Some business leaders disagree. “It’s the chief’s obligation to maintain public safety,” said Robin Eve Jasper, president of the NoMA
Business Improvement District. “Unhappily, a number of the club operators are not sufficiently attuned to the safety of their establishments.”
The ABC Board’s role
Ruthanne Miller, who chairs the ABC Board, declined through a spokesman to comment on Lanier’s use of the closure law or on how the board deals with bars and clubs the chief targets.
Enforcement related to police action is a small part of the board’s role. Each year, it acts on hundreds of reports concerning liquor-selling establishments, generally striking deals to improve security or correct other problems.
Since 2009, the board has revoked the license of only one establishment — a bar in Northwest Washington tied to cocaine sales — that Lanier had closed temporarily. A club that Lanier ordered closed twice in two years, once after a machete attack, remains open with no additional sanctions imposed. Lanier had recommended that the owners lose their liquor license.
The Emergency Suspension of Liquor Licenses Act, enacted two years before Lanier became chief, gives the police chief power to close an establishment for up to four days, after which the ABC Board decides what will be done.
Other jurisdictions, such as Baltimore, have similar laws, but few, if any, grant such far-reaching discretion. In Baltimore, for example, the police commissioner can padlock a club only after a public hearing.
D.C. Council member Jim Graham (D-Ward 1), who represents the U Street corridor, said he wrote the bill to be strong.
“We don’t want crimes committed in bars, and we don’t want after-hours activity,” Graham said. Graham said he has “no reason to question” Lanier’s closure orders.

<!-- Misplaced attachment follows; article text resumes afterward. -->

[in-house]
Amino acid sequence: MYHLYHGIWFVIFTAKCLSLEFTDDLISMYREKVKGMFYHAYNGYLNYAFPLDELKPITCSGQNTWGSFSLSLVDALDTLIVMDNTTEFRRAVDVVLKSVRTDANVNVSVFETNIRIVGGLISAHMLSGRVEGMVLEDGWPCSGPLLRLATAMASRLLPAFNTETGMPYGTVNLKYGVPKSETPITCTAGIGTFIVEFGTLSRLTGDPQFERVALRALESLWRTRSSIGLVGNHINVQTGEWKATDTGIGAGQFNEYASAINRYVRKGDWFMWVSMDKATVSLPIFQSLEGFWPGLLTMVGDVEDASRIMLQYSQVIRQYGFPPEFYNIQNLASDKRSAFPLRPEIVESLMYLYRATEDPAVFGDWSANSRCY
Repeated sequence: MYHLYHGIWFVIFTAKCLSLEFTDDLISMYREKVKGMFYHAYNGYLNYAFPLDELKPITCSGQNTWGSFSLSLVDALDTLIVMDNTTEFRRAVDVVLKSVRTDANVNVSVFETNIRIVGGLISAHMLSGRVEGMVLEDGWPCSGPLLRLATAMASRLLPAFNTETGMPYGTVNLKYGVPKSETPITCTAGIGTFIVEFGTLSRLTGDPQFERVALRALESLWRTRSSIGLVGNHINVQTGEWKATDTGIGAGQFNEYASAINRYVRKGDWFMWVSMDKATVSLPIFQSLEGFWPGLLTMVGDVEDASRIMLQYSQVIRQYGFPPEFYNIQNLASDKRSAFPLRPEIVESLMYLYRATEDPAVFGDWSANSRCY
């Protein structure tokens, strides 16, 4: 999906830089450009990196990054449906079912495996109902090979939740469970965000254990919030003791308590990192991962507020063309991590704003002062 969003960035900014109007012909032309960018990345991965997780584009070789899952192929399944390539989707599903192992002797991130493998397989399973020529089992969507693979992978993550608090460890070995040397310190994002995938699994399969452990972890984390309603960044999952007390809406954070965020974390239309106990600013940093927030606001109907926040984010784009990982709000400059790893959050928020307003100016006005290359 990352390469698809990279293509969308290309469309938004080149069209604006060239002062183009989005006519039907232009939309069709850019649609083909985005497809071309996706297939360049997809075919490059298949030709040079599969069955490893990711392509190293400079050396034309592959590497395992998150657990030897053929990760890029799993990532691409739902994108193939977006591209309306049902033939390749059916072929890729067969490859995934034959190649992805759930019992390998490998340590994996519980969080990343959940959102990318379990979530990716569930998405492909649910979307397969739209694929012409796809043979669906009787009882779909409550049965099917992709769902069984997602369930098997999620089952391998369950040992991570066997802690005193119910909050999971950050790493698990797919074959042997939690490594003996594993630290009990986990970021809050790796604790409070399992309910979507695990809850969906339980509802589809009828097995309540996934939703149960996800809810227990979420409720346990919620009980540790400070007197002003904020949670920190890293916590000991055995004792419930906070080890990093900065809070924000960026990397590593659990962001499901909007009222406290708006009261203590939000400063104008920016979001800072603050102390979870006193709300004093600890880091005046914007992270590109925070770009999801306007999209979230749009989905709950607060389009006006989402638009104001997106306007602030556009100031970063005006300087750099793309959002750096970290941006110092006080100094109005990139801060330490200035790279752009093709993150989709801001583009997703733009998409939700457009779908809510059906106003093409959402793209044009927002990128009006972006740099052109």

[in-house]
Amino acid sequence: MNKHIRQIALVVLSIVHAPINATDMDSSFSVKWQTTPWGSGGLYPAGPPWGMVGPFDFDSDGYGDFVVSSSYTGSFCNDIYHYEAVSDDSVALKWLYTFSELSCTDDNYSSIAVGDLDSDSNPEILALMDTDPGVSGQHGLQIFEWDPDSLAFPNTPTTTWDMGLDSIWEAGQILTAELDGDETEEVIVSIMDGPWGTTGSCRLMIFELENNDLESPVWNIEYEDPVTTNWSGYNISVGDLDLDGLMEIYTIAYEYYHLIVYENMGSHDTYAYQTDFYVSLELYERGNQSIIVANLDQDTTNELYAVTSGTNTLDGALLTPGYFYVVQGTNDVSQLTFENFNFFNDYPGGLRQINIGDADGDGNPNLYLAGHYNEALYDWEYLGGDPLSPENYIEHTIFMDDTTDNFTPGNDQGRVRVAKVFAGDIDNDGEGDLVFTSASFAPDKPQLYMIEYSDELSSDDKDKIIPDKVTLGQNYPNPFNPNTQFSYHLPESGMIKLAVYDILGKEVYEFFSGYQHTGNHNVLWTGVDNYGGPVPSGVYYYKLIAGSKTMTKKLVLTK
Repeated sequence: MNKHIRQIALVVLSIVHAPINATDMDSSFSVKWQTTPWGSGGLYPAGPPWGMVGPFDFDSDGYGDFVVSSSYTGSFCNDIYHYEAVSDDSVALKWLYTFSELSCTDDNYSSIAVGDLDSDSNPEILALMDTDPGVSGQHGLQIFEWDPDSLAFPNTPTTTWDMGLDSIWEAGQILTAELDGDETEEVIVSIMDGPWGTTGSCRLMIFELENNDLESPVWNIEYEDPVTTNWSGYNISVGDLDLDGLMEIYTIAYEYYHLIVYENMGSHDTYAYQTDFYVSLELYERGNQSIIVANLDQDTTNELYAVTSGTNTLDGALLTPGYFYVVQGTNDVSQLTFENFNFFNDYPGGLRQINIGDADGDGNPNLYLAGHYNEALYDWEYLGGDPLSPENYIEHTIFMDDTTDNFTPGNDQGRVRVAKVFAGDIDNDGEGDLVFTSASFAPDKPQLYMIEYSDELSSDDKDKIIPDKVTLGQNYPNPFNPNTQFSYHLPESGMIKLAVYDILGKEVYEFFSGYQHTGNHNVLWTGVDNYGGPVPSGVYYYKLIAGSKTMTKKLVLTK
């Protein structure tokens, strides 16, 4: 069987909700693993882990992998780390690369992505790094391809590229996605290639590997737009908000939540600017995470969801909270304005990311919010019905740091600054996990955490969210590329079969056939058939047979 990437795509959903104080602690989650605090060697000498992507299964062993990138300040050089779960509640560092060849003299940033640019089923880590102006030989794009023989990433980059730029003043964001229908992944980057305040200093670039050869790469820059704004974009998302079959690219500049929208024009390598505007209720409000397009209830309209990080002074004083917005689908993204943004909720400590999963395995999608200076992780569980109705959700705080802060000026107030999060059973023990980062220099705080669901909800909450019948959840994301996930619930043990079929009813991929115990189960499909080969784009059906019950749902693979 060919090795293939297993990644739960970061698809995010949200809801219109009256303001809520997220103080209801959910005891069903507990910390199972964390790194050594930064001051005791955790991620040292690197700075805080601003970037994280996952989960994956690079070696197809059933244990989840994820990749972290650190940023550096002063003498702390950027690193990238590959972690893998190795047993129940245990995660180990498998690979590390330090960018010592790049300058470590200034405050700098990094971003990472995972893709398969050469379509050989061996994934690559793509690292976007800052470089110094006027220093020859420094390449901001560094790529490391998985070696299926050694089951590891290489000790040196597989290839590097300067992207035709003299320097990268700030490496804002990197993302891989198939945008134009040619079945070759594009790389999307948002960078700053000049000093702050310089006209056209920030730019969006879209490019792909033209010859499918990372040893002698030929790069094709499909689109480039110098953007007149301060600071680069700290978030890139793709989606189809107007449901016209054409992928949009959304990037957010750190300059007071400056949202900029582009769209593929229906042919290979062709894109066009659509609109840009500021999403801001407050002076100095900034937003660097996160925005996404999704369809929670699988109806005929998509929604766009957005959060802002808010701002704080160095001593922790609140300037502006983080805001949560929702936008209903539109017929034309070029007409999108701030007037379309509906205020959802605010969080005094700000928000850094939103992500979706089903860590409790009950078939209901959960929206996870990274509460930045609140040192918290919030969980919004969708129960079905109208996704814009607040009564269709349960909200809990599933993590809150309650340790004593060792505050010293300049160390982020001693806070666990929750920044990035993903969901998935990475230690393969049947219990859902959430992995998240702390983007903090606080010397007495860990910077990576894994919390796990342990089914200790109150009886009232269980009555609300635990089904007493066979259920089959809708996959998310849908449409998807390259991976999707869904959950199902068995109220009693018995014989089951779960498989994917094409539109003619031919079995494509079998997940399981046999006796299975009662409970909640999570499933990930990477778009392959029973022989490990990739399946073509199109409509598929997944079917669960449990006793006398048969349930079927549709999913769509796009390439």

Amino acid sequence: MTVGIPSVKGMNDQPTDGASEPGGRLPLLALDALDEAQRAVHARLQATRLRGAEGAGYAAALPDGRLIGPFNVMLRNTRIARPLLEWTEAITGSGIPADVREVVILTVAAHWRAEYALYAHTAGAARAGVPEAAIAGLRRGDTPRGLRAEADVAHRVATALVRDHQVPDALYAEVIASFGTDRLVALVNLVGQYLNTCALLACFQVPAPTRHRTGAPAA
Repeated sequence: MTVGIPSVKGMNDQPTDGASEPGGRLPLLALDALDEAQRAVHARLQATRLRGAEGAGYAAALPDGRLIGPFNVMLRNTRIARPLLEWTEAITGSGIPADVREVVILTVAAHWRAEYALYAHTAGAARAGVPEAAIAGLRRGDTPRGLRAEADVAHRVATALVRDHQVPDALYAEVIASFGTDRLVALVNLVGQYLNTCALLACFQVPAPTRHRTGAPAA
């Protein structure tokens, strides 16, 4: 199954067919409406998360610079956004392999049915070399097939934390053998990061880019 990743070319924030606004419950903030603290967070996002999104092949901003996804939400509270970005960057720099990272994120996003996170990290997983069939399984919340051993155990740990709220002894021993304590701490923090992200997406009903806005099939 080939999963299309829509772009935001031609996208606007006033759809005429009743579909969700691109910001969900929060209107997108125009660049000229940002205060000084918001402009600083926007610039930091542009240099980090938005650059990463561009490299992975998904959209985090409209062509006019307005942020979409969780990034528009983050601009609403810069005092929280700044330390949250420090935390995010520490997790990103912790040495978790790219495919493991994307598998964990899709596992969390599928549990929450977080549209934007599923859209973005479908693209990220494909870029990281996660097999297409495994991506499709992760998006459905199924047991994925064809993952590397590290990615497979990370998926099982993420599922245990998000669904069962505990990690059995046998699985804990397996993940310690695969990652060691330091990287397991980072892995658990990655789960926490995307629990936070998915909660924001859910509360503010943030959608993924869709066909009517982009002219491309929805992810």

Inside and outside
Bar and club owners, however, say it is unfair to hold them accountable for incidents that occur outside their clubs. Police say that many incidents start inside the clubs and that shoving people outside doesn’t excuse the clubs.
The nightclub Fur, in NoMa, was shuttered in 2011 after the machete attack and, again, in November after a patron and a security guard were stabbed during a fight. The owner, who did not respond to a request for comment, had told police that the guard was hurt when he slipped and fell on broken glass, according to an investigator’s report to the ABC Board.
Fur holds more than 1,200 people, and on busy nights hires 47 security guards. The ABC Board opened 16 case files against the club last year; it fined the owner once, for $3,250, and suspended the license for four days for violating an agreement to improve security.
The other cases — which included incidents of robbery, gun possession and assault, according to police reports — received no action.
NoMa is home to several large nightclubs, which were there before the area sprouted new condominium developments, stores and restaurants. Police have noted tension between club owners and the new arrivals.
“We love night life in the city,” Jasper said. “But there has been a deafness to the issue that has been created in the way some clubs are licensed and in the way some operators are allowed to run them. . . . I don’t know why it’s only Chief Lanier who is paying attention.”